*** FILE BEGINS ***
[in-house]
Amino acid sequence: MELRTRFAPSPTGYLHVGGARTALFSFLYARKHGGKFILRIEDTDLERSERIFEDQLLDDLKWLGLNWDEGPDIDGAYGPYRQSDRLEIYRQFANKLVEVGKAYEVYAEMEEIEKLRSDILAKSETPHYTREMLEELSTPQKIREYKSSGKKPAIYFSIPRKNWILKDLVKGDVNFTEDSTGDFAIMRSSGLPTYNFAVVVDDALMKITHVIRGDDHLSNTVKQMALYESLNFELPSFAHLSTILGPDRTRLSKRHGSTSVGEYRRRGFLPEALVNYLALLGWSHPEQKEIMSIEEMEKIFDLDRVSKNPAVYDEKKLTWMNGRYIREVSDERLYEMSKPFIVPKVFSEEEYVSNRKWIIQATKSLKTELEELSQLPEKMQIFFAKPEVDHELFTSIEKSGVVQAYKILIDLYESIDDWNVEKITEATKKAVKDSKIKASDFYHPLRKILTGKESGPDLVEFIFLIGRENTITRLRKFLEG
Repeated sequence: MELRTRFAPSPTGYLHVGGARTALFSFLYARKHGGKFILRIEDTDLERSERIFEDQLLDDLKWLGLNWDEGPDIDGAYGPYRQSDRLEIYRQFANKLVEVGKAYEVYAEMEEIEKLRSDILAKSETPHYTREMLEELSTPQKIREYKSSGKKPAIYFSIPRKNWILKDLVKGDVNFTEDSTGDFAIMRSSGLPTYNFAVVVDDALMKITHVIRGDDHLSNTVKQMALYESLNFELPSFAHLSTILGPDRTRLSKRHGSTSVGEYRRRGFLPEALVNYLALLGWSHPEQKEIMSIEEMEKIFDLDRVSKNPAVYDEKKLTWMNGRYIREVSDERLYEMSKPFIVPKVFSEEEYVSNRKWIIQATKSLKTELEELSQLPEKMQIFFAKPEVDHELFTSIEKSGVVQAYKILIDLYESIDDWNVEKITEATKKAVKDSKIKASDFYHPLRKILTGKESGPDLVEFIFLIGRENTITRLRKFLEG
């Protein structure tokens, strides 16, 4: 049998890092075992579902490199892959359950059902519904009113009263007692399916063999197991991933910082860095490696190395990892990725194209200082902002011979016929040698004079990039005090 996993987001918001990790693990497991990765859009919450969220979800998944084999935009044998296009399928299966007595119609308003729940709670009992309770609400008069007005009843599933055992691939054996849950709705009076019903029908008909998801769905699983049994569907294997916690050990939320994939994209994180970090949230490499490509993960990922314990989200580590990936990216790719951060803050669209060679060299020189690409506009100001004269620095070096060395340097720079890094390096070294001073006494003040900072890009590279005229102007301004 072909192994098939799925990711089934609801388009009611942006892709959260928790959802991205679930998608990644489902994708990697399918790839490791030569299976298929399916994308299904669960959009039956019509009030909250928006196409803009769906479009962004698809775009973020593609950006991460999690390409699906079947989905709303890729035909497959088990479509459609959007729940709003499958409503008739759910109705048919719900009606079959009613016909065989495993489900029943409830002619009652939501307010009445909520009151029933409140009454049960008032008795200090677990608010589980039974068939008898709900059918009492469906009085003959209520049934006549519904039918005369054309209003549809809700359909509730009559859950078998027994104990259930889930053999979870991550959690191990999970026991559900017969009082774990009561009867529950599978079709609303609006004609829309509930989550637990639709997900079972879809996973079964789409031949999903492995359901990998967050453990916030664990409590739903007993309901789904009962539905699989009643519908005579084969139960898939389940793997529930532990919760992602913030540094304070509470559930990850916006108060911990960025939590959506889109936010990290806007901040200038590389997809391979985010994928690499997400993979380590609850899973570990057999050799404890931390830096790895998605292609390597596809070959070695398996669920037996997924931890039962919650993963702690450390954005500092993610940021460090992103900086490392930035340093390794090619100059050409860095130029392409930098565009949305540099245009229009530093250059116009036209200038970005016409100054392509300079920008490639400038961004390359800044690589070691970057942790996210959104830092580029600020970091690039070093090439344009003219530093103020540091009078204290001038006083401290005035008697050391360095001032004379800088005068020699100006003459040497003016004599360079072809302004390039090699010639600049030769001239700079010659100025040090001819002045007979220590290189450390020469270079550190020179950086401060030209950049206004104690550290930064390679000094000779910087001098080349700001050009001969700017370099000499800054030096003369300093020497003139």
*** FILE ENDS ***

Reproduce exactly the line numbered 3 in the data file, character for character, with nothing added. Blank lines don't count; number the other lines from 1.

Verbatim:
Repeated sequence: MELRTRFAPSPTGYLHVGGARTALFSFLYARKHGGKFILRIEDTDLERSERIFEDQLLDDLKWLGLNWDEGPDIDGAYGPYRQSDRLEIYRQFANKLVEVGKAYEVYAEMEEIEKLRSDILAKSETPHYTREMLEELSTPQKIREYKSSGKKPAIYFSIPRKNWILKDLVKGDVNFTEDSTGDFAIMRSSGLPTYNFAVVVDDALMKITHVIRGDDHLSNTVKQMALYESLNFELPSFAHLSTILGPDRTRLSKRHGSTSVGEYRRRGFLPEALVNYLALLGWSHPEQKEIMSIEEMEKIFDLDRVSKNPAVYDEKKLTWMNGRYIREVSDERLYEMSKPFIVPKVFSEEEYVSNRKWIIQATKSLKTELEELSQLPEKMQIFFAKPEVDHELFTSIEKSGVVQAYKILIDLYESIDDWNVEKITEATKKAVKDSKIKASDFYHPLRKILTGKESGPDLVEFIFLIGRENTITRLRKFLEG